Earlier this week the Federal Housing Authority implemented a new program called the Short Refi, which I discussed on the Realty Check.
It's a plan designed to give borrowers still current on their mortgages equity back in their homes, thereby reducing the chance that they will default intentionally.
It requires lenders to forgive principal, a minimum 10 percent, in return for a refi to an FHA insured loan.
Borrowers must have their primary loans reduced to 97.75 percent of the value of their homes.
At around the same time this program went into effect, the New York Times did a piece on a small program Fannie Mae is implementing through state housing finance agencies, which have been crippled by the recession. It's called Affordable Advantage, and it allows first-time home buyers in four states (Massachusetts, Minnesota, Idaho and Wisconsin) to get essentially no-money-down loans that are then sold to Fannie Mae. It requires $1000.00 down, but the couple profiled in the piece received a grant, and ended up paying just 67 cents for a $115,000 home.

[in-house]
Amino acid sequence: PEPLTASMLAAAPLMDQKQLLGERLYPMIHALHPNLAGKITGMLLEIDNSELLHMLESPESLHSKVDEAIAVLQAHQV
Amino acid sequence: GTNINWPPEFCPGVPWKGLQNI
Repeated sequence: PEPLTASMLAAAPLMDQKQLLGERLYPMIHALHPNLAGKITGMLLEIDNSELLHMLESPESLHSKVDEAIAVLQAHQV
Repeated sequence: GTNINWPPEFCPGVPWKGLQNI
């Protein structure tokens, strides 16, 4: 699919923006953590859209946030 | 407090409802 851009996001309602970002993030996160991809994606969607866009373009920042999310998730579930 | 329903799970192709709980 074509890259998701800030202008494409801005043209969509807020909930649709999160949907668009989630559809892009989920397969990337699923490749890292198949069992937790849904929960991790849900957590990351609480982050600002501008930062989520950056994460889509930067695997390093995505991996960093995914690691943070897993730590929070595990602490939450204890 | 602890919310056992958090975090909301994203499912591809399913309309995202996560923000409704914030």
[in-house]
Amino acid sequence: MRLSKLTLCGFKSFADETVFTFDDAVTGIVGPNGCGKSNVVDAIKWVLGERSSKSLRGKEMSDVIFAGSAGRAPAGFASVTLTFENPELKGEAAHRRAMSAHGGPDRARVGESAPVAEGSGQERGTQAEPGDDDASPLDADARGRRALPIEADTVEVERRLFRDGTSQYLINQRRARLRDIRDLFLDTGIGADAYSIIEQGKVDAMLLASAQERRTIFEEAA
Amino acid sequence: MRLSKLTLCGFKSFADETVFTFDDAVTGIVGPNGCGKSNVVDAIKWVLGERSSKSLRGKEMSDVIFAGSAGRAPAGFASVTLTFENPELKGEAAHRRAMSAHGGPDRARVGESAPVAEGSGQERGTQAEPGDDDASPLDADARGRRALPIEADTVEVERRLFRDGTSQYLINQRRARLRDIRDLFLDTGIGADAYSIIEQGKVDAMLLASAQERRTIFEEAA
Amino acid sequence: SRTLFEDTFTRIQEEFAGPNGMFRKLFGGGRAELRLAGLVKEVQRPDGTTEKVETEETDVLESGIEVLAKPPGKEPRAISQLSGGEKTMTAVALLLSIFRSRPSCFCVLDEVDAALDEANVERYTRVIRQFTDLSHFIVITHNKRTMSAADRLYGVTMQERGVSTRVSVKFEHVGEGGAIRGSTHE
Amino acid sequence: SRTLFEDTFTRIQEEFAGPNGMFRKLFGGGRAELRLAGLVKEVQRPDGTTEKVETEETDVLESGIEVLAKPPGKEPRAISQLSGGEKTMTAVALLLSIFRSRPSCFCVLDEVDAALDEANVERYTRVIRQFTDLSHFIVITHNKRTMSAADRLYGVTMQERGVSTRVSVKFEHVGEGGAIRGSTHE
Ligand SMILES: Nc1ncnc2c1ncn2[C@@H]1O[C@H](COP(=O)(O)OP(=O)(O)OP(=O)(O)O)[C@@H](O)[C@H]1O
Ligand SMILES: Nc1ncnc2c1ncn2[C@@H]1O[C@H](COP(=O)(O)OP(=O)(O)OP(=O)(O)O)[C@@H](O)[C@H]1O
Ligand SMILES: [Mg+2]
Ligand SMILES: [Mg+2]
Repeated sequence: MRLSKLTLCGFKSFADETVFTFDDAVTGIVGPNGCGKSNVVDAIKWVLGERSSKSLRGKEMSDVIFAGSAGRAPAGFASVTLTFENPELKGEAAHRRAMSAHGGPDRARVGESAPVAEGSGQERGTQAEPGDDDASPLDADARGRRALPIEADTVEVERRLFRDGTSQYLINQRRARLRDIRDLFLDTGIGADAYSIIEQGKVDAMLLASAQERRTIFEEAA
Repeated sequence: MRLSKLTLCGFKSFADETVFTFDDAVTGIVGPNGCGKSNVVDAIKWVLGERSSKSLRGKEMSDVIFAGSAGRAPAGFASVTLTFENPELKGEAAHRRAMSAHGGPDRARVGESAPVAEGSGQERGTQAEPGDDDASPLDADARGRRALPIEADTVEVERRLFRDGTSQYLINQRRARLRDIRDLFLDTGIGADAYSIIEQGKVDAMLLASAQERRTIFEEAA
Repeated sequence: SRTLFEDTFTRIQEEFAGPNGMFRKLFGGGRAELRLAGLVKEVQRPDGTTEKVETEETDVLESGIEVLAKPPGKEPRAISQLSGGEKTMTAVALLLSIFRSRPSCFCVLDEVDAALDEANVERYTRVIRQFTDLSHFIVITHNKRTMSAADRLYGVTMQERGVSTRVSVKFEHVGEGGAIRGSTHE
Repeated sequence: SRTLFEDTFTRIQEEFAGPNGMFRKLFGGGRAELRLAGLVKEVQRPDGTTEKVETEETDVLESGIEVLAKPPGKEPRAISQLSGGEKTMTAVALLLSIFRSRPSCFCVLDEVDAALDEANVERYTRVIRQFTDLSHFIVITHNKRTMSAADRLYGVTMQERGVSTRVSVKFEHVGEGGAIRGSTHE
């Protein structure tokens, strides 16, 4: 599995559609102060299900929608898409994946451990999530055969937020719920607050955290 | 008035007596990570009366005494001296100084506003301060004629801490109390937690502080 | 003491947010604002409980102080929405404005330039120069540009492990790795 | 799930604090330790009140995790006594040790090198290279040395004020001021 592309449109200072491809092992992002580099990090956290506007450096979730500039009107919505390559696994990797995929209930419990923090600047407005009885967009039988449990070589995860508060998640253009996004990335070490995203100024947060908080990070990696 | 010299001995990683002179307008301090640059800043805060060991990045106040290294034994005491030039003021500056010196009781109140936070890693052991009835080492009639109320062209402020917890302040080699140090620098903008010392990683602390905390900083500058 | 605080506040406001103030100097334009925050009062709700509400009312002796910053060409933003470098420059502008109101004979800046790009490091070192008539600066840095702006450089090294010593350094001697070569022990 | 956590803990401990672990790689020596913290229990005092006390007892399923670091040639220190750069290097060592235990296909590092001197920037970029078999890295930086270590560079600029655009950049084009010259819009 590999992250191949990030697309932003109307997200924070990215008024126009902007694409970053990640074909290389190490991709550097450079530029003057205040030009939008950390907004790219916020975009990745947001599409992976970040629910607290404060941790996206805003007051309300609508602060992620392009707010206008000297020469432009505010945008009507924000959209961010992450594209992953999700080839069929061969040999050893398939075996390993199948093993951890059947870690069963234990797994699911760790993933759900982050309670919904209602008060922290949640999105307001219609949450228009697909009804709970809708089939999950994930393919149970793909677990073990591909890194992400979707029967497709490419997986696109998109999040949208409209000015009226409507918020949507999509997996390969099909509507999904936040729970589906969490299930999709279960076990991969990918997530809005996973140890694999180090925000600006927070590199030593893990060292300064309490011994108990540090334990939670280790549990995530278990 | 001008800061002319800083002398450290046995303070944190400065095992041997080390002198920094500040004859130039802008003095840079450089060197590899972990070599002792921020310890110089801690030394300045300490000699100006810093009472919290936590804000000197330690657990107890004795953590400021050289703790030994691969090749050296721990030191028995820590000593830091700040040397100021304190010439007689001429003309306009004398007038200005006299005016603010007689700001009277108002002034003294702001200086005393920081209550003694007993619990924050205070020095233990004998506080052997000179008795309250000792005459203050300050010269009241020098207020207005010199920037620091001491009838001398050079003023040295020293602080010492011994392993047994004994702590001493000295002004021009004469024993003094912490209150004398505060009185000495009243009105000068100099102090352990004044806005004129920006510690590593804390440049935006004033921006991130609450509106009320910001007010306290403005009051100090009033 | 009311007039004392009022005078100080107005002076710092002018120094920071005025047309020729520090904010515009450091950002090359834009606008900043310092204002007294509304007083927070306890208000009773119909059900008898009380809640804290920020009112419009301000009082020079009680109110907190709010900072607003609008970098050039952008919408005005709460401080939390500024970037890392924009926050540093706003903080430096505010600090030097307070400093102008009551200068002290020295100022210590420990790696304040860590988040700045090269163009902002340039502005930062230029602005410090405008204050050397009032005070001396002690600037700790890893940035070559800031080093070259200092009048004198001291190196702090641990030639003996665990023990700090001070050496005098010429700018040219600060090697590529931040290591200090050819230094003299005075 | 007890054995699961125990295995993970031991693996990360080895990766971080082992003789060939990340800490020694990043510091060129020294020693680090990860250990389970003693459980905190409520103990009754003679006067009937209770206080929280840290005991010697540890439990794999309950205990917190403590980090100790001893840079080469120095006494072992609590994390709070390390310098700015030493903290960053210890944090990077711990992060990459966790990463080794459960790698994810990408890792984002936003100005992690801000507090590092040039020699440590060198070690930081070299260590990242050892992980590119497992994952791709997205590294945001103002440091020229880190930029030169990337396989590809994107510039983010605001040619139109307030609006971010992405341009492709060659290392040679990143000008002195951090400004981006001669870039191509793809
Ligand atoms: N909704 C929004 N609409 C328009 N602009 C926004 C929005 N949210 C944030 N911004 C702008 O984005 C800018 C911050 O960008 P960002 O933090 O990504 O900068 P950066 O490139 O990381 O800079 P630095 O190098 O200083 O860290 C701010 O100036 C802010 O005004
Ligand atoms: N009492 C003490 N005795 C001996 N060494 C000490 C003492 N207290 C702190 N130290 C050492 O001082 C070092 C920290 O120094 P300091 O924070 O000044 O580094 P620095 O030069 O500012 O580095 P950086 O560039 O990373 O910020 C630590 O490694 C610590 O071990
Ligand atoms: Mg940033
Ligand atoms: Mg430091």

The Fannie Mae program requires a minimum credit score of 680 (720 in Massachusetts) and the buyer must live in the home. All loans are 30-year fixed. The arguments for the program are persuasive: It wasn't the no-money-down loans themselves that fueled the housing crash, it was the poor underwriting. These loans are very strictly underwritten. Adjustable rate loans were the primary drivers of default, while these loans are fixed.
But what about borrowers having some skin in the game?
The government is trying to stem the tide of mortgage walkaways by creating programs that force lenders to give borrowers back home equity — and despite the small credit hit to the borrower, that's free equity. The Fannie Mae program, while helpful in getting new buyers into homes and easing some inventory, seems contradictory in its fundamental premise. The buyers in the Affordable Advantage program have no skin in the game from the start, and no guarantee that the home won't lose value over the next year.
Proponents argue that the state agencies funding the loans initially are working very closely with the borrowers, counseling them and doing all they can to keep them out of foreclosure. Yes, the program is quite small right now, but I'm guessing it will grow.
So how can the government (and yes, Fannie Mae's majority owner is the U.S. of A. Fannie Mae has not yet joined the FHA Short Refi program, but the FHA Commissioner told the Realty Check earlier this week that they were considering it.) on the one hand push lenders to give money back to borrowers, while on the other hand put brand new borrowers into a zero and potentially negative equity position all over again?
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